In Japanese aesthetics, there is a concept called “yūgen” that refers to an awareness of the profound grace and subtlety of the universe — an awareness which evokes feelings that are inexplicably deep and too mysterious for words. Alan Watts once wrote of yūgen, noting that,
“There is no English word for a type of feeling which the Japanese call yūgen, and we can only understand by opening our minds to situations in which Japanese people use the word […] ‘To watch the sun sink behind a flower-clad hill, to wander on and on in a huge forest without thought of return, to stand upon the shore and gaze after a boat that disappears behind distant islands, to contemplate the flight of wild geese seen and lost among the clouds.’ (Seami) All these are yugen, but what have they in common?”
I find these to be beautiful examples of situations which might provoke this feeling of yūgen, and upon reading them, I feel that I know exactly what yūgen is, despite there being no English translation. Yūgen is an expansive feeling, a mystical awareness, an almost soaring reverence for existence that is summoned forth by a poignant confrontation with the ineffable details of reality.
This feeling is integral to who I am. It is something I have experienced many times, and it is the essence of my most intimate connection to the universe. Sometimes this mystical, reverent feeling arises when I contemplate life from a macro-perspective, imagining the endless, sprawling sea of the cosmos. Often, though, it is the tiny, transient, unexpected details of day-to-day experience — a flittering hummingbird, a diminishing sunset, a precious song or bit of poetry — that awaken an expansive feeling, humbling me and reminding me that I exist in an enigmatic wonderland about which I know virtually nothing.
A Story of “Reverence”
A little over one year ago, in August of 2014, I arrived in Busan, South Korea, a city of 5 million people — a city where I would live for one year, teaching English to elementary school students.
One night shortly after arriving, I found myself on the roof of my friend Jon’s apartment building. It was a clear, slightly chilly evening, and a number of us were gathered atop this tall structure, gazing out at the city, the ocean, and the surrounding mountains, enjoying friendly conversation and Jon’s strumming of his guitar.
As the night progressed, the large group of us atomized a bit, and I found myself in a one-on-one conversation with Mike, one of numerous new friends and fellow EPIK English teachers. Mike is a brilliant guy from Ireland whose dominant lens for understanding the world, in my experience, tends to be scientific, rational, secular.
Somehow, we got on the topic of spirituality, and at the time I said I was sort of a pantheist, in that I didn’t believe in anything above and beyond nature, but that I thought nature itself was deserving of a kind of religious reverence. The endlessly diverse and sublime forms of nature — not to mention the inarticulable, astonishing, omnipresent mystery of it all — were, for me, so wondrous and incomprehensible that I felt humbled before them. If anything should be called sacred, it was nature itself, I thought.
So, anyway, shortly into our conversation I said something like, “Nature is deserving of reverence.”
And Mike replied, “Why?”
At the time, Mike’s response troubled me. It troubled me because I couldn’t explain to him why, exactly.
His question actually unsettled me to such an extent that I became really self-conscious of my use of terms like “spiritual” or “religious” or “sacred” or “revere.” I started to reframe my deep-down feelings as representative of “secular awe,” rather than “spiritual reverence.” I saw that I had no rational basis for calling existence “sacred.” All I had was a feeling — a qualitative experience of wonder and reverence. All I had was yūgen.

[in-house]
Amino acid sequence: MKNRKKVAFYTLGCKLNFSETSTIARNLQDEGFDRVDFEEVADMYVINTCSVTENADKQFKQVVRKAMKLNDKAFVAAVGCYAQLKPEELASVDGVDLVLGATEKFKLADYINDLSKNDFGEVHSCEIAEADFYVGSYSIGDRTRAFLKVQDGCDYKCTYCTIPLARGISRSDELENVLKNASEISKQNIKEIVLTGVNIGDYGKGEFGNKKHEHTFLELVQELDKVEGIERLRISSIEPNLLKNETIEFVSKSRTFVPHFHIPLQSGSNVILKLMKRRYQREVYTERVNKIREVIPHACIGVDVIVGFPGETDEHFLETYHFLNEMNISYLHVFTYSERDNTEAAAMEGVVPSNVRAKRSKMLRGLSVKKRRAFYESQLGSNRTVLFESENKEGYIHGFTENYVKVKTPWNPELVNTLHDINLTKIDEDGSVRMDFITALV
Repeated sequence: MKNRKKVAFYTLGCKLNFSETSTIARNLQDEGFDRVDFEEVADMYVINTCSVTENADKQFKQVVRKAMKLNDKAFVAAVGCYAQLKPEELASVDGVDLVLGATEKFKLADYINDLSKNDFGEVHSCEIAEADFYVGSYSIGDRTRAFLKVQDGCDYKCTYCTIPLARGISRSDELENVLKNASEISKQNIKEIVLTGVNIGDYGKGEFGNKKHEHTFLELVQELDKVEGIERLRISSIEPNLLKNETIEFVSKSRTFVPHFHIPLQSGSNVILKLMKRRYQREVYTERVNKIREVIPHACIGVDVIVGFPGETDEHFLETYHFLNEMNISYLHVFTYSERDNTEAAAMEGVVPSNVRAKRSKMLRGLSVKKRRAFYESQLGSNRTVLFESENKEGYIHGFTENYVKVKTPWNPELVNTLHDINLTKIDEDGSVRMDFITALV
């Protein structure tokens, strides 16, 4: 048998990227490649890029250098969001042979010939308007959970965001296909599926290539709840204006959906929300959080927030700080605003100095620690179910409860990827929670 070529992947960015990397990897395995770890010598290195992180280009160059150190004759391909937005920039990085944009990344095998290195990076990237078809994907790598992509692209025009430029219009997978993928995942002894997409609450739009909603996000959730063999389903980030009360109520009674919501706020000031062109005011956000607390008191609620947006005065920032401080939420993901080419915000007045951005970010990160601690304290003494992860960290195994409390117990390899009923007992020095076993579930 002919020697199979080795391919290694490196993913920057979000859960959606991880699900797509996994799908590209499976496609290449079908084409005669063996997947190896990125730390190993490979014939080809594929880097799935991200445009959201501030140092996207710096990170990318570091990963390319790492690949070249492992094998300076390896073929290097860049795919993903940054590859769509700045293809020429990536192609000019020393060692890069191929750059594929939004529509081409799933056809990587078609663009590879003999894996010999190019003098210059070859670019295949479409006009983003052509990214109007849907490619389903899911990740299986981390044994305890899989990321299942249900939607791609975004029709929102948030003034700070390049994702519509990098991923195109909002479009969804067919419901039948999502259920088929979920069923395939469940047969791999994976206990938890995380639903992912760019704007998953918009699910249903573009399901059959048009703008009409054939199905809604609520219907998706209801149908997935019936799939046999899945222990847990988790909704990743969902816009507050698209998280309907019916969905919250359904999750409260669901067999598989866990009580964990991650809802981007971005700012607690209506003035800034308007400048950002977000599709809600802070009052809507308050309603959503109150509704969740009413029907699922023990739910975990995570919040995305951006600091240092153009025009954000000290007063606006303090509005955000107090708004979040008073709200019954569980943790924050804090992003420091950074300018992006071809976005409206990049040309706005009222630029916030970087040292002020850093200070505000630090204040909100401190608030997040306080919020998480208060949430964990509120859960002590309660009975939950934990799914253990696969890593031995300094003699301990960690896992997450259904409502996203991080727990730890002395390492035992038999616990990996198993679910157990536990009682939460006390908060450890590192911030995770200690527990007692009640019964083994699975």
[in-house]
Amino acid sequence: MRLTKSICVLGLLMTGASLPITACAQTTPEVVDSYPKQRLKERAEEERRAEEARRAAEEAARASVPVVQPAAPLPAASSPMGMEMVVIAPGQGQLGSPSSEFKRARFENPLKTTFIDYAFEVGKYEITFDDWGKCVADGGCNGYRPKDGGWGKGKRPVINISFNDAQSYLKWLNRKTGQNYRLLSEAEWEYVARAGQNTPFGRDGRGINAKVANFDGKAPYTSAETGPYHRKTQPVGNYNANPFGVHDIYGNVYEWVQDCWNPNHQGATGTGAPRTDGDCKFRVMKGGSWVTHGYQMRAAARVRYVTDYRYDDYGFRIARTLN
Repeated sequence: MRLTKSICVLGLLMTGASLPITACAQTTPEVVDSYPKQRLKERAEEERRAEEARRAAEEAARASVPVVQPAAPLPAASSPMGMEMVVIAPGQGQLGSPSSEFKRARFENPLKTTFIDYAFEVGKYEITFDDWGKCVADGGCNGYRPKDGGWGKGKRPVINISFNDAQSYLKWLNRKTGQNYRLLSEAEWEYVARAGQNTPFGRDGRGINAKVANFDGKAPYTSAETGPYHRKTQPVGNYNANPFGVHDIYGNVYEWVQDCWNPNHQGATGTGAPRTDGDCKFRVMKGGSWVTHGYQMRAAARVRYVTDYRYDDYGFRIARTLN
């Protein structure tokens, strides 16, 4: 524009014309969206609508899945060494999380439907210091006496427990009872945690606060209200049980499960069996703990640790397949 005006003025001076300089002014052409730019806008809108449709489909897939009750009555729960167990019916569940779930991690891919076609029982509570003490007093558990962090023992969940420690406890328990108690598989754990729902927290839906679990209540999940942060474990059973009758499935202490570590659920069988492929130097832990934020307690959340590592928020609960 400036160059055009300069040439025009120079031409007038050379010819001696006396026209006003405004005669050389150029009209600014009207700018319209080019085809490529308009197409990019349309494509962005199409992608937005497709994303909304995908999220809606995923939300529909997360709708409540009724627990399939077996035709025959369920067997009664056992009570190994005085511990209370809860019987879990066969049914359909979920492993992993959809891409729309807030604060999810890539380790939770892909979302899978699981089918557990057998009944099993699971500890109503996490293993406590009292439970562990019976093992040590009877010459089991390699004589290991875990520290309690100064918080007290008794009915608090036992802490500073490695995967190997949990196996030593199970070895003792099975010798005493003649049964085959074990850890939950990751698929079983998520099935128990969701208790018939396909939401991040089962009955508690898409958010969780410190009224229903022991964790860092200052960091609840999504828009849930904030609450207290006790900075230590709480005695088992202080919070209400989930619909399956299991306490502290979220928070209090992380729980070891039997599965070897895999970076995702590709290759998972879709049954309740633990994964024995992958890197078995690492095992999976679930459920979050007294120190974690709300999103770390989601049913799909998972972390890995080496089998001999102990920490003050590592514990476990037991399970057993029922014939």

For months, I stuck with the secular mode of describing my relationship to the universe. An almost-mystical wonder and a deep curiosity about existence continued to constitute my most basic orientation toward life, but I imagined that I had reached a more credible viewpoint. I was an agnostic skeptic — a man with no fixed views, a questioner of all things.
And I still am that, I think. At least intellectually.
Linguistic Trickiness, Part I
But nearly a year after that conversation with Mike, I realized something.
I saw clearly that my deep-down feeling of reverence — my yūgen awareness — had never actually changed. I had just begun using different language to describe it — language that would be more acceptable to the scientific, rational community. By using the vocabulary of “wonder” and “sublimity,” as opposed to “reverence” and “sacredness,” I was eschewing some of the more woo-woo connotations that I saw being associated with the latter terms. I didn’t want to be considered “spiritual” or “New Age” because those words connote a very specific stereotypical person whom many people discredit and view as somewhat kooky.
But ultimately, I was still talking about the same thing. The “wonder” I felt was not categorically different from a “spiritual awe,” which is not categorically different from a “religious reverence,” depending on who you ask.
Regardless of which label the politics of language compelled me to use, this same feeling was still the core, fundamental basis of my relationship to the world. Albert Einstein described the feeling well when he wrote,
“The finest emotion of which we are capable is the mystic emotion. Herein lies the germ of all art and all true science. Anyone to whom this feeling is alien, who is no longer capable of wonderment and lives in a state of fear is a dead man. To know that what is impenetrable for us really exists and manifests itself as the highest wisdom and the most radiant beauty, whose gross forms alone are intelligible to our poor faculties — this knowledge, this feeling … that is the core of the true religious sentiment. In this sense, and in this sense alone, I rank myself among profoundly religious men.”
I love this passage from Einstein because he could have said the same thing in purely secular, safe language, avoiding the use of words like “mystic” and “religious,” but he didn’t. I think on one hand he recognized that there is significant overlap in the nature of the scientist’s wonder and the mystic’s reverence, to the point where they are often largely the same thing. I also suspect that Einstein realized that certain words simply carry more weight — that choosing to view one’s awe as a religious feeling was more significant than simply using different words to describe the same phenomenon. Carl Sagan may have understood the same when he wrote,